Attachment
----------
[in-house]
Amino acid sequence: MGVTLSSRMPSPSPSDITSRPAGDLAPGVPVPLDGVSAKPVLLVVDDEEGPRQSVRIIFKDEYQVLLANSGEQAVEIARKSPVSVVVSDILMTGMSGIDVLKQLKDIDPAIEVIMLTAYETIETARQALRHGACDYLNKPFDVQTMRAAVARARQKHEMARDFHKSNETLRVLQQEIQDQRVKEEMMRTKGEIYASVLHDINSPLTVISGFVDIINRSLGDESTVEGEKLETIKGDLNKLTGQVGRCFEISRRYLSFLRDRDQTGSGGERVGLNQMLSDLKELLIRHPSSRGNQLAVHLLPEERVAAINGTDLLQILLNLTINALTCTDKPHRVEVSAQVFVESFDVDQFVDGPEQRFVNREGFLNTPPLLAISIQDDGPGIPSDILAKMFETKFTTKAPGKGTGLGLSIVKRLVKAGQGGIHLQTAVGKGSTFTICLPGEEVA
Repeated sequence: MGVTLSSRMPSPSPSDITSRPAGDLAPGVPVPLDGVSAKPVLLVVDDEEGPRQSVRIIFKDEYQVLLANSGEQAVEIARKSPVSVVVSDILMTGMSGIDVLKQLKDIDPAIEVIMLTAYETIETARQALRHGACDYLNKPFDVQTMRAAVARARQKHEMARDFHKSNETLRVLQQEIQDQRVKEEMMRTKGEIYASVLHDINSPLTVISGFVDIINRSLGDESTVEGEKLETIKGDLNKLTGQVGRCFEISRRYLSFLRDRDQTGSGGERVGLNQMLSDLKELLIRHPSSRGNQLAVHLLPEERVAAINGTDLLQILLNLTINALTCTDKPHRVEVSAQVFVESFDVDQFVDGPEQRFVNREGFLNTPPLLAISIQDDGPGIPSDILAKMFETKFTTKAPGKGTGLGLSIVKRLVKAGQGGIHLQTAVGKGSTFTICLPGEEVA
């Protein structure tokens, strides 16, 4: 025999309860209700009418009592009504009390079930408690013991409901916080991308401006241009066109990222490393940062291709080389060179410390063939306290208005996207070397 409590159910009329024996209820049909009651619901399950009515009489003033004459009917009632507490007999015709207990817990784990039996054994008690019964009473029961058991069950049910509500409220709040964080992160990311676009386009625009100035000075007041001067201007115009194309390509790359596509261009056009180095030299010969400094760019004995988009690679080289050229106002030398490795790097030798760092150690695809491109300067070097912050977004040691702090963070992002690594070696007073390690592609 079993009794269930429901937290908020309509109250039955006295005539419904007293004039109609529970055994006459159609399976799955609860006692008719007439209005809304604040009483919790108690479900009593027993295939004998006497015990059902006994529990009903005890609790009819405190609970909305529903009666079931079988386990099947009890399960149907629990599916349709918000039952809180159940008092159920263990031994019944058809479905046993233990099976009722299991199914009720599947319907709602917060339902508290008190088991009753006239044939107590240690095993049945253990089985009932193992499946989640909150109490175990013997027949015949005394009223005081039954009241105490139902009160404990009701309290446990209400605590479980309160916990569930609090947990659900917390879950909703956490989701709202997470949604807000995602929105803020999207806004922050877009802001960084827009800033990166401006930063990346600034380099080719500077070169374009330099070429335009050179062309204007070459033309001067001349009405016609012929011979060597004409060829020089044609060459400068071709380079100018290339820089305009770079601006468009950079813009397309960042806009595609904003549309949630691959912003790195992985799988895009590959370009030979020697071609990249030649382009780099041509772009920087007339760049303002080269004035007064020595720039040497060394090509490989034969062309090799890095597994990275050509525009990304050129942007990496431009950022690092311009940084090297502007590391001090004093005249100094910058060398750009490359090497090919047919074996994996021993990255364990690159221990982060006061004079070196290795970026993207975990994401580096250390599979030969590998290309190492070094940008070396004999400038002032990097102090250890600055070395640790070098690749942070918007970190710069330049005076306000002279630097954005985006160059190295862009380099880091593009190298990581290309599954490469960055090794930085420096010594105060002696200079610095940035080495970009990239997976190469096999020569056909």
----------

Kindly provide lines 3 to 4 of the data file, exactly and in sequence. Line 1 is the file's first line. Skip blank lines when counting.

Repeated sequence: MGVTLSSRMPSPSPSDITSRPAGDLAPGVPVPLDGVSAKPVLLVVDDEEGPRQSVRIIFKDEYQVLLANSGEQAVEIARKSPVSVVVSDILMTGMSGIDVLKQLKDIDPAIEVIMLTAYETIETARQALRHGACDYLNKPFDVQTMRAAVARARQKHEMARDFHKSNETLRVLQQEIQDQRVKEEMMRTKGEIYASVLHDINSPLTVISGFVDIINRSLGDESTVEGEKLETIKGDLNKLTGQVGRCFEISRRYLSFLRDRDQTGSGGERVGLNQMLSDLKELLIRHPSSRGNQLAVHLLPEERVAAINGTDLLQILLNLTINALTCTDKPHRVEVSAQVFVESFDVDQFVDGPEQRFVNREGFLNTPPLLAISIQDDGPGIPSDILAKMFETKFTTKAPGKGTGLGLSIVKRLVKAGQGGIHLQTAVGKGSTFTICLPGEEVA
């Protein structure tokens, strides 16, 4: 025999309860209700009418009592009504009390079930408690013991409901916080991308401006241009066109990222490393940062291709080389060179410390063939306290208005996207070397 409590159910009329024996209820049909009651619901399950009515009489003033004459009917009632507490007999015709207990817990784990039996054994008690019964009473029961058991069950049910509500409220709040964080992160990311676009386009625009100035000075007041001067201007115009194309390509790359596509261009056009180095030299010969400094760019004995988009690679080289050229106002030398490795790097030798760092150690695809491109300067070097912050977004040691702090963070992002690594070696007073390690592609 079993009794269930429901937290908020309509109250039955006295005539419904007293004039109609529970055994006459159609399976799955609860006692008719007439209005809304604040009483919790108690479900009593027993295939004998006497015990059902006994529990009903005890609790009819405190609970909305529903009666079931079988386990099947009890399960149907629990599916349709918000039952809180159940008092159920263990031994019944058809479905046993233990099976009722299991199914009720599947319907709602917060339902508290008190088991009753006239044939107590240690095993049945253990089985009932193992499946989640909150109490175990013997027949015949005394009223005081039954009241105490139902009160404990009701309290446990209400605590479980309160916990569930609090947990659900917390879950909703956490989701709202997470949604807000995602929105803020999207806004922050877009802001960084827009800033990166401006930063990346600034380099080719500077070169374009330099070429335009050179062309204007070459033309001067001349009405016609012929011979060597004409060829020089044609060459400068071709380079100018290339820089305009770079601006468009950079813009397309960042806009595609904003549309949630691959912003790195992985799988895009590959370009030979020697071609990249030649382009780099041509772009920087007339760049303002080269004035007064020595720039040497060394090509490989034969062309090799890095597994990275050509525009990304050129942007990496431009950022690092311009940084090297502007590391001090004093005249100094910058060398750009490359090497090919047919074996994996021993990255364990690159221990982060006061004079070196290795970026993207975990994401580096250390599979030969590998290309190492070094940008070396004999400038002032990097102090250890600055070395640790070098690749942070918007970190710069330049005076306000002279630097954005985006160059190295862009380099880091593009190298990581290309599954490469960055090794930085420096010594105060002696200079610095940035080495970009990239997976190469096999020569056909």